Skip to main content

If you’ve been following recent developments about endorsements and affiliate marketing, the FTC’s settlement with Nashville-based Legacy Learning Systems and Lester Gabriel Smith — marketers of a “learn to play the guitar” DVD series – should strike a chord.

One way Legacy promoted its products was through an affiliate program — a set-up in which hyperlinks on one site will direct potential buyers to another site.  Affiliates typically get paid for referring people to the site or for sales generated from their links.  Under Legacy’s program, when a customer was directed to Legacy’s website by an affiliate and then bought the product, the affiliate pocketed a commission of between 20% and 45% of the purchase price.

According to the FTC's complaint, many of Legacy’s affiliates promoted the courses through positive endorsements in articles, blog posts, reviews, or other online editorial copy that contained hyperlinks to Legacy’s website close to the glowing testimonials.  One five-star review described the DVD series as “The undisputed No. 1 training product for someone wanting to learn how to play the guitar.”  Another said it was “Simply the best beginner course available, Learn and Master Guitar is well structured, well paced, and contains an appropriate level of music theory and techniques to develop your musicianship.”  One page described as “The Independent Reviews Site” offered this recommendation:  “Putting it simply: Learn and Master Guitar emerged from our test as the King of ‘learn guitar at home’ courses.”

According to the FTC, endorsements like that gave readers the impression that they’d been submitted by ordinary consumers or independent reviewers — and generated more than $5 million in sales for Legacy.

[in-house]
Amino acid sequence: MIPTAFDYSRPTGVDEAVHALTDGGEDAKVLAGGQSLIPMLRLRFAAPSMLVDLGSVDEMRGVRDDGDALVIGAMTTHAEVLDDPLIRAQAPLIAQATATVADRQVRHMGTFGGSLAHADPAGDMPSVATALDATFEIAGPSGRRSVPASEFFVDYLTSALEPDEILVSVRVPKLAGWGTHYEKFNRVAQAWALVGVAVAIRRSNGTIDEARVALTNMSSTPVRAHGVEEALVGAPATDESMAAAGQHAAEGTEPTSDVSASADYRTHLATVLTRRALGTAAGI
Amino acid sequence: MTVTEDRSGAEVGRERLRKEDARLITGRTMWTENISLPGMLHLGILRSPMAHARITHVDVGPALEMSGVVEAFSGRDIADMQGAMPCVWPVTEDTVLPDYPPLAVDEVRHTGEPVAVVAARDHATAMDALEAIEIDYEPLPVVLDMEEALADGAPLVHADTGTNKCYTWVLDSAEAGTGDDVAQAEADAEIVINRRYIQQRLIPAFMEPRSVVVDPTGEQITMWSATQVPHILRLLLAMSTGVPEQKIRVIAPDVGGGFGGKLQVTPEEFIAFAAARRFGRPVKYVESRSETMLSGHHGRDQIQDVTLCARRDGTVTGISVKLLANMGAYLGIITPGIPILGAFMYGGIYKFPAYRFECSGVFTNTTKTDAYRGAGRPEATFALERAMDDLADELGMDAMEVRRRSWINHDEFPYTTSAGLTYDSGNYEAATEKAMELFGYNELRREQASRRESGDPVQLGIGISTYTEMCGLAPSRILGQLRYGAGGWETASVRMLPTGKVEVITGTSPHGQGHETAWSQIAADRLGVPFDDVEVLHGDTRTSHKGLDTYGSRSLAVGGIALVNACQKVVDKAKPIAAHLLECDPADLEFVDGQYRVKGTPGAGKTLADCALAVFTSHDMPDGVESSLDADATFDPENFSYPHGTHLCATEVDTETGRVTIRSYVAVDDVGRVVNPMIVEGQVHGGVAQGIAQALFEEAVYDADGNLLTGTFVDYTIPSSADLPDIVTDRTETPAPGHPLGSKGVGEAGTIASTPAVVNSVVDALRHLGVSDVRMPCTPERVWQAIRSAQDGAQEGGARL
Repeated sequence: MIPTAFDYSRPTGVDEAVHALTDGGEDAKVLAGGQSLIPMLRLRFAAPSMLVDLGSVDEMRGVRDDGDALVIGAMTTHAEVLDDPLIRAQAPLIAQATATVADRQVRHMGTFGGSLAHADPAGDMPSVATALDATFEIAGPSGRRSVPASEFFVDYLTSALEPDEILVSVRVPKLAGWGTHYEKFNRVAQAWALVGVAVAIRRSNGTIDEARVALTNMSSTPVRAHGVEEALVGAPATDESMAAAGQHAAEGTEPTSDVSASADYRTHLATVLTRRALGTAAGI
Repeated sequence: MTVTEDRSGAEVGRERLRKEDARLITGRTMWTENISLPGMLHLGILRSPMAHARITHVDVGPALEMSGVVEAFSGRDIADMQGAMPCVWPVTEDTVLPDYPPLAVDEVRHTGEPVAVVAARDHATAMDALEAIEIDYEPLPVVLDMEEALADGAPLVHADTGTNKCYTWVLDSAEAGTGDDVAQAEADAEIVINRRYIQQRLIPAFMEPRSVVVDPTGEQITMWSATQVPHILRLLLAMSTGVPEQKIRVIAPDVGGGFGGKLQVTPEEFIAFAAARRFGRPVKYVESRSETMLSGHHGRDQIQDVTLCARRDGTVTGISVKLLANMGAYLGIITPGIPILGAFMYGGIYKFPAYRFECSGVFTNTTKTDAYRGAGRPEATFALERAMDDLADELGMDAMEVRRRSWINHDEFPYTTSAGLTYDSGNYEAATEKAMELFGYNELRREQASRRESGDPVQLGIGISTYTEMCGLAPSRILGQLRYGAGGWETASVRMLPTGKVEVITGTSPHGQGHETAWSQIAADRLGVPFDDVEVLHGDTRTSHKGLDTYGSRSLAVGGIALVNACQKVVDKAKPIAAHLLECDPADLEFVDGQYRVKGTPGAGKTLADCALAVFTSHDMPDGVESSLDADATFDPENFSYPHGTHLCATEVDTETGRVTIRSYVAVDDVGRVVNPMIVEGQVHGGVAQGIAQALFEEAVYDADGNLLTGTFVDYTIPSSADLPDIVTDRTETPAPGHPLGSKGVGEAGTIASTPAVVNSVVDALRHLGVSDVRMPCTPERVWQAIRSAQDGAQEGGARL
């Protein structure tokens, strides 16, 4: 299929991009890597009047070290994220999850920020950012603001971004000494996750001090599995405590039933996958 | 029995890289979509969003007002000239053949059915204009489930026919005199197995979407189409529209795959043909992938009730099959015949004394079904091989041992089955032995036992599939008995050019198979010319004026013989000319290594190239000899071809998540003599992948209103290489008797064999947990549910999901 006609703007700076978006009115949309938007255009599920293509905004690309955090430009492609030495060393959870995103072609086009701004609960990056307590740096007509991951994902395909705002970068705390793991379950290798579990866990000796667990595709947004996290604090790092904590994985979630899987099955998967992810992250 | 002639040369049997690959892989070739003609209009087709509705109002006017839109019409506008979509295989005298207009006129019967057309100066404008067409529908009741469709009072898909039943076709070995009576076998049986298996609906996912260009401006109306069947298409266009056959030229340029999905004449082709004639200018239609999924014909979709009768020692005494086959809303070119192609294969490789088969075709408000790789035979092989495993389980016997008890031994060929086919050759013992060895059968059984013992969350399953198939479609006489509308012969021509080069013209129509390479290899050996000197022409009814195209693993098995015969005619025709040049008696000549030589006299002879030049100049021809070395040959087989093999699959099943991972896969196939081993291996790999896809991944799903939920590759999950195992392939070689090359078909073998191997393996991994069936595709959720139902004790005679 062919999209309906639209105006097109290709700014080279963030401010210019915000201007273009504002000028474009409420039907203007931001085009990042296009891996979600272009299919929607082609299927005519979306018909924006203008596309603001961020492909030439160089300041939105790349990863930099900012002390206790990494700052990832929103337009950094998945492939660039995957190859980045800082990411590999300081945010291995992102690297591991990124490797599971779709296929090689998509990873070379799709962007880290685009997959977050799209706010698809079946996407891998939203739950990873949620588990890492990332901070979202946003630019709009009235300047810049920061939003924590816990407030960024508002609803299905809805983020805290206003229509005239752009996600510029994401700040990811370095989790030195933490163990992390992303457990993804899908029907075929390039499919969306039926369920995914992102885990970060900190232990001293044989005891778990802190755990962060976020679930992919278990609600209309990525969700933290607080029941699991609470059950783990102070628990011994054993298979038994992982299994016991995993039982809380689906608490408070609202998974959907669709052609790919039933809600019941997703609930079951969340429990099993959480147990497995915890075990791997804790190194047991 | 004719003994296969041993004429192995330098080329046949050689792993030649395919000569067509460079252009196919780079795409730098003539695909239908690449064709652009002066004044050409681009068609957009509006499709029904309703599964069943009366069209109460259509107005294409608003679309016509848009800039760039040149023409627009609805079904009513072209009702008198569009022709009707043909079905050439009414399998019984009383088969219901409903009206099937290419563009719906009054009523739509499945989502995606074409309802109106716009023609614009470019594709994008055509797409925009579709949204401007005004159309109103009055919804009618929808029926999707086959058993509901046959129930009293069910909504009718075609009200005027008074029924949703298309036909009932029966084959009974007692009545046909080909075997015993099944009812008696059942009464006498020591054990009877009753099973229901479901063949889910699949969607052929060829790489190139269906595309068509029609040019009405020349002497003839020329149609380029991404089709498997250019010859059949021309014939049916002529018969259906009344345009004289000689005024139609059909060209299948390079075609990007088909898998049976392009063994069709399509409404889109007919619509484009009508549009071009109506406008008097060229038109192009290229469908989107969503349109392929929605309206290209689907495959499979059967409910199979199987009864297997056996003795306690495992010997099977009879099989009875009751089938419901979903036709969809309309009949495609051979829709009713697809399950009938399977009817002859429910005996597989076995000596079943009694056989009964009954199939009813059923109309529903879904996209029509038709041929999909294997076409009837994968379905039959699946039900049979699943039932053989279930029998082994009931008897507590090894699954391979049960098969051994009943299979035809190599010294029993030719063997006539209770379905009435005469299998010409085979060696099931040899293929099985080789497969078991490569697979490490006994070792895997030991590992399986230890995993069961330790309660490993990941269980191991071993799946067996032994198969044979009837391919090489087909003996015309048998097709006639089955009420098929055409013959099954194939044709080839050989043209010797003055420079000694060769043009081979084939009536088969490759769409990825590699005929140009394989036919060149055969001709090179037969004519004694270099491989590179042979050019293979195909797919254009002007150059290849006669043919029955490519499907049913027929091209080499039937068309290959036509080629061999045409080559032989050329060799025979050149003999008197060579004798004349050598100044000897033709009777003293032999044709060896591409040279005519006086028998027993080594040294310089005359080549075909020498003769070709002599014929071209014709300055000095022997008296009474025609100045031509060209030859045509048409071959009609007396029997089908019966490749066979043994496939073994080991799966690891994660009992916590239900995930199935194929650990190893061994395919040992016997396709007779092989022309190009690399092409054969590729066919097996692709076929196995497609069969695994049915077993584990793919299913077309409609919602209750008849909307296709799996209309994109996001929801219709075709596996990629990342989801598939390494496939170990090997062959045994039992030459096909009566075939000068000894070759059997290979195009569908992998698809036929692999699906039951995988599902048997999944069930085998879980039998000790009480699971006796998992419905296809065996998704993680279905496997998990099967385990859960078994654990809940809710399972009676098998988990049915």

Were buyers aware of the financial relationship between the endorser and Legacy?  No, says the FTC.  Since at least December 1, 2009, Legacy’s contracts stated that affiliates should “comply with the FTC guidelines on disclosures.” But saying it isn’t the same as doing it.  Many of the affiliates endorsed the courses without disclosing their relationship to Legacy or with disclosures accessible only through inconspicuous hyperlinks at the bottom of their homepages.  The FTC noted that Legacy failed to implement a reasonable monitoring program to ensure that affiliates clearly and prominently disclosed their relationship.

Next:  The proposed order against Legacy, including a $250,000 settlement

It is your choice whether to submit a comment. If you do, you must create a user name, or we will not post your comment. The Federal Trade Commission Act authorizes this information collection for purposes of managing online comments. Comments and user names are part of the Federal Trade Commission’s (FTC) public records system, and user names also are part of the FTC’s computer user records system. We may routinely use these records as described in the FTC’s Privacy Act system notices. For more information on how the FTC handles information that we collect, please read our privacy policy.

The purpose of this blog and its comments section is to inform readers about Federal Trade Commission activity, and share information to help them avoid, report, and recover from fraud, scams, and bad business practices. Your thoughts, ideas, and concerns are welcome, and we encourage comments. But keep in mind, this is a moderated blog. We review all comments before they are posted, and we won’t post comments that don’t comply with our commenting policy. We expect commenters to treat each other and the blog writers with respect.

  • We won’t post off-topic comments, repeated identical comments, or comments that include sales pitches or promotions.
  • We won’t post comments that include vulgar messages, personal attacks by name, or offensive terms that target specific people or groups.
  • We won’t post threats, defamatory statements, or suggestions or encouragement of illegal activity.
  • We won’t post comments that include personal information, like Social Security numbers, account numbers, home addresses, and email addresses. To file a detailed report about a scam, go to

We don't edit comments to remove objectionable content, so please ensure that your comment contains none of the above. The comments posted on this blog become part of the public domain. To protect your privacy and the privacy of other people, please do not include personal information. Opinions in comments that appear in this blog belong to the individuals who expressed them. They do not belong to or represent views of the Federal Trade Commission.